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Take a Lesson from the Persistence of the Founder of Modern Thanksgiving

Silhouette of Sarah Josepha Hale by Auguste Edouarte, 1842
When you celebrate Thanksgiving, you can thank a writer from a small town in New Hampshire who never gave up on an idea.

Sarah Josepha Hale was born in Newport, New Hampshire in 1788. While home schooled, Sarah developed her writing skills. She would become a poet, and one of the first American women novelists writing about New England and the horror of slavery within the nation. Sarah also became a magazine editor and supported her five children after her husband, David Hale, passed away. 
One of Sarah’s great causes was a National Thanksgiving holiday, and she wrote about this frequently in her stories. In her novel Northwood she writes "when Thanksgiving will be celebrated together across the nation it will be a grand spectacle of moral power and human happiness such as the world has never witnessed.”
Sarah launched a fifteen year letter writing campaign to elected officials, including the president, to make a national Thanksgiving Day a reality. Persistence was her virtue, which led to the Thanksgiving we now enjoy. 

In 1863 Sarah wrote to Abraham Lincoln "You may have observed that, for some years past, there has been an increasing interest felt in our land to have the Thanksgiving held on the same day, in all the States; it now needs National recognition and authoritive fixation, only, to become permanently, an American custom and institution." 

She urged  Lincoln to make it happen "by the noble example and action of the President of the United States, the permanency and unity of our Great American Festival of Thanksgiving would be forever secured."

With Sarah’s encouragement Lincoln proclaimed the National Thanksgiving holiday, a time of unity and healing in a nation that was still divided in the Civil War. 

Lincoln wrote on October 3, 1863 "I do therefore invite my fellow citizens in every part of the United States, and also those who are at sea and those who are sojourning in foreign lands, to set apart and observe the last Thursday of November next, as a day of Thanksgiving and Praise to our beneficent Father who dwelleth in the Heavens. …..and fervently implore the interposition of the Almighty Hand to heal the wounds of the nation and to restore it as soon as may be consistent with the Divine purposes to the full enjoyment of peace, harmony, tranquility and Union."

That is the origin of the Thanksgiving holiday you see today. This year, as our nation emerges from a divisive election and battles a pandemic, Thanksgiving can again play a role in healing. One way is to ensure everyone has food on their table for the holiday season which Thanksgiving kicks off.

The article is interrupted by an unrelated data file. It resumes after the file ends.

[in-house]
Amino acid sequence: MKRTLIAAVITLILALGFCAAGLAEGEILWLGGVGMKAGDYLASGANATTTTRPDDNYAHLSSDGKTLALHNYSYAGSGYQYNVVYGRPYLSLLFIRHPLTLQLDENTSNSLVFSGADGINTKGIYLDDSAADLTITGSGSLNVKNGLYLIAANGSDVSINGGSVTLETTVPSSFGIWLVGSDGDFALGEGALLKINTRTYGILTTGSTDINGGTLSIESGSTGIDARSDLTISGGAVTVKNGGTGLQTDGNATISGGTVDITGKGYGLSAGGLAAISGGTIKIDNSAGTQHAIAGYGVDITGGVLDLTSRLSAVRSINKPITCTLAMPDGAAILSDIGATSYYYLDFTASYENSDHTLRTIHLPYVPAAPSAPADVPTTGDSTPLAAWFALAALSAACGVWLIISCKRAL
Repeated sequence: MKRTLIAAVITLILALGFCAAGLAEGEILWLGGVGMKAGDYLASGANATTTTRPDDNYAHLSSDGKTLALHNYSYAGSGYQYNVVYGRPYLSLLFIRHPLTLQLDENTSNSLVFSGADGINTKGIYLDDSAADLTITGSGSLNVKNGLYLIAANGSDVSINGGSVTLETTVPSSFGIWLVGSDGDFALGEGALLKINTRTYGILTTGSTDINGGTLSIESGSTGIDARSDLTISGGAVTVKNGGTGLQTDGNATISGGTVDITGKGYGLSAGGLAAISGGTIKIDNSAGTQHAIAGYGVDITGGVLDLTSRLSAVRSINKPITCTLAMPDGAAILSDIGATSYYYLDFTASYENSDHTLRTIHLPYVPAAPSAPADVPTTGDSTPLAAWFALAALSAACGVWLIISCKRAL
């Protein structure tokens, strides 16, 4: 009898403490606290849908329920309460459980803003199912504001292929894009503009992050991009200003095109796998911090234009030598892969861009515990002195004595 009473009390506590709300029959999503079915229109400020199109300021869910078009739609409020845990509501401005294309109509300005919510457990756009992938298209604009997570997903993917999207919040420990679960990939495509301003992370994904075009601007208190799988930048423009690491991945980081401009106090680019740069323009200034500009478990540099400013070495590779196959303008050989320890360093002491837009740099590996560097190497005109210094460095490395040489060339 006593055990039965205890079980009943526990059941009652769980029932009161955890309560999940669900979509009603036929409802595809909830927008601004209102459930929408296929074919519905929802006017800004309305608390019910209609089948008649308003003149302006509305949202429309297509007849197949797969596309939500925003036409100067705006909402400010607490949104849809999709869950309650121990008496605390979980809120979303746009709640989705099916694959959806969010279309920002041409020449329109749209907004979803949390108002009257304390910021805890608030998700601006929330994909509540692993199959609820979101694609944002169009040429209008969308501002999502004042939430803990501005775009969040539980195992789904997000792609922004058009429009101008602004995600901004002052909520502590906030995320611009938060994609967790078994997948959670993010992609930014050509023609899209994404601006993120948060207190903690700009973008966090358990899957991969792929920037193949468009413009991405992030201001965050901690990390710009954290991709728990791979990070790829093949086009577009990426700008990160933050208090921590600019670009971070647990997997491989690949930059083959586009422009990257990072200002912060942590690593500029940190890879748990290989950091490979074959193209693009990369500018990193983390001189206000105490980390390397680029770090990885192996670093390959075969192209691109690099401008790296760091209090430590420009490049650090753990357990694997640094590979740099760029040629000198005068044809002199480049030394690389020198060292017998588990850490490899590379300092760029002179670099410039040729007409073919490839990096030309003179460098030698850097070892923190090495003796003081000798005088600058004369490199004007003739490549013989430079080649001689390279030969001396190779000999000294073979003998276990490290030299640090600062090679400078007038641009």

The Coronavirus pandemic, and all the closings it has caused, has led to millions more Americans seeking the help of foodbanks. You could donate to your local foodbank, which is seeing record demand. You can also take a page out of Sarah Josepha Hale's book and write to your elected officials urging them to increase food assistance to the poor. 

Overseas the hunger crisis has become so severe that on Thanksgiving Day four nations (Yemen, South Sudan, Nigeria, and Burkina Faso) are on the brink of famine. The Democratic Republic of the Congo, Afghanistan and many other countries are also experiencing hunger emergencies and need our help. 

Letters to Congress can urge them to increase global food aid to stop the famine threat. The UN World Food Program director, David Beasley, warned in September, "the 270 million people marching toward the brink of starvation need our help today more than ever.” 

With letter writing tenacity, you could make a difference in getting Congress to fund an increase in food assistance at home and abroad, when it’s needed the most. Bread for the World, World Food Program USA, Catholic Relief Services, Save the Children and other charities encourage letter writing to fight hunger. Your actions could literally save millions of lives overseas by funding infant nutrition programs and also the McGovern-Dole initiative that feeds hungry school children.

What better way to celebrate Thanksgiving than to be united in a common purpose and to demonstrate the "moral power" that Sarah Josepha Hale wrote about. No one should go hungry on this special holiday and every day thereafter. 

William Lambers partnered with the UN World Food Program, the 2020 Nobel Prize Winner, on the book Ending World Hunger. His writings have been published by USA Today, History News Network, Columbus Dispatch, Chicago Sun Times, Baltimore Sun and many other news outlets.